One thing strikes me as universal in Second Life, and that is the inevitability of change. There is very little here that will always exist in its current form. It is just as much a part of first life as well, but it’s more obvious here in Second Life, where six days pass to first life’s one.
It’s most obvious, of course, when a beloved region goes offline. Those of us who’ve been around for a while can regale you with tales of Nakama, or Spitoonie Island, or The Far Away, for just three examples. Mainland, of course, is in a near-constant state of flux.
We lose residents constantly, whether due to first life death or simply because they find something else to pass their time.
New names — some alts, and some fresh faces — come in and create their own place here. New friendships are made. Change comes once again.
The dramas… they’re temporary. We don’t worry much about what happend to GOM, or the tax revolt, or all of that. They remain a part of our fabric and history, but there are other things we concern ourselves with.
When I first arrived on these digital shores, in an Orientation that has changed several times, and stumbled my way to the bottom of every river, this was a place where the sun and moon themselves would change for the holidays. It was also a place where 9,000 people logged in at once would take down the very grid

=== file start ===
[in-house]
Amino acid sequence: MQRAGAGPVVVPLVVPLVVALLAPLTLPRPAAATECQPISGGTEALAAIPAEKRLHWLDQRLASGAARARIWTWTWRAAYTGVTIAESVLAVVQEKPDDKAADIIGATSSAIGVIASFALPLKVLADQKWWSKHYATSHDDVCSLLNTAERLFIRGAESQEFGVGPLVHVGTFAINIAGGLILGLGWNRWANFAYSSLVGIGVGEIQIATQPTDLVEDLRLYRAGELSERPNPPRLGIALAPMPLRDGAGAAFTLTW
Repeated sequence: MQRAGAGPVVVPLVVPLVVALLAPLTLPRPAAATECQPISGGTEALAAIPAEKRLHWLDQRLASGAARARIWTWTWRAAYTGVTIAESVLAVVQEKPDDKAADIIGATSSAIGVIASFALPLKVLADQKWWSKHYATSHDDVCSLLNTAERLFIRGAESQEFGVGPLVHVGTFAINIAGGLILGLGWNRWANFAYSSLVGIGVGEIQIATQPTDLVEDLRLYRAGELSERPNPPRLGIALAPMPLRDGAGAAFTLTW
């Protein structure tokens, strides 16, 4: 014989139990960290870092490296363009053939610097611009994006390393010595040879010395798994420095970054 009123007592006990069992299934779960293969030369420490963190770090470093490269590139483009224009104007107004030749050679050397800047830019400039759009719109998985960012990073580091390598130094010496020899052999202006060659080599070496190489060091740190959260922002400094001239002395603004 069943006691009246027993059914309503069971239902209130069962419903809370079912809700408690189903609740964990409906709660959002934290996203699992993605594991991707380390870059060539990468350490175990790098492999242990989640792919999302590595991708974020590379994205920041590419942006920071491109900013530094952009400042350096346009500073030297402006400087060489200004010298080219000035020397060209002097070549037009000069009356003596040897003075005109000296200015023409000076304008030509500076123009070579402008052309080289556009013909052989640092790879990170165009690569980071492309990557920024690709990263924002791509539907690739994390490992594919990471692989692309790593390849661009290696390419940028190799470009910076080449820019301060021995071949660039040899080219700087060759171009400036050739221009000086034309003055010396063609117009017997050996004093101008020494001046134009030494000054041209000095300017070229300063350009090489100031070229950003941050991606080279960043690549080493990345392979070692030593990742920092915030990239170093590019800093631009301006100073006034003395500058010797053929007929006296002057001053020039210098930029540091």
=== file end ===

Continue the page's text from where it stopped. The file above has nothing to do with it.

The technology of this world also continually changes and evolves. When I first came here — nearly ten years ago now — we had a different sky, It was pretty, but had a tendency to look a little brown and smoggy at sunset. There was no mesh, no materials – heck, no sculpts. Not even a flexiprim to be found except somewhere on the beta grid, I suppose.
I’m a big fan of the history of this world. In it, there is some sense of permanence. That The Statue of Man existed in the alpha, or Steller Sunshine’s mansion are simple facts that cannot go away.
Yet that mansion is now the Governor’s Mansion, and the Statue of Man now oversees a very different world. For every one “Beanstalk” there is a Atlas Casino. Change is, even within our history, inevitable.
So let us take a second to celebrate this place and this time we have together. Enjoy it now, and take joy in this moment.
(by Marianne McCann. Presented at Espresso Yourself, 5th January, 2016.)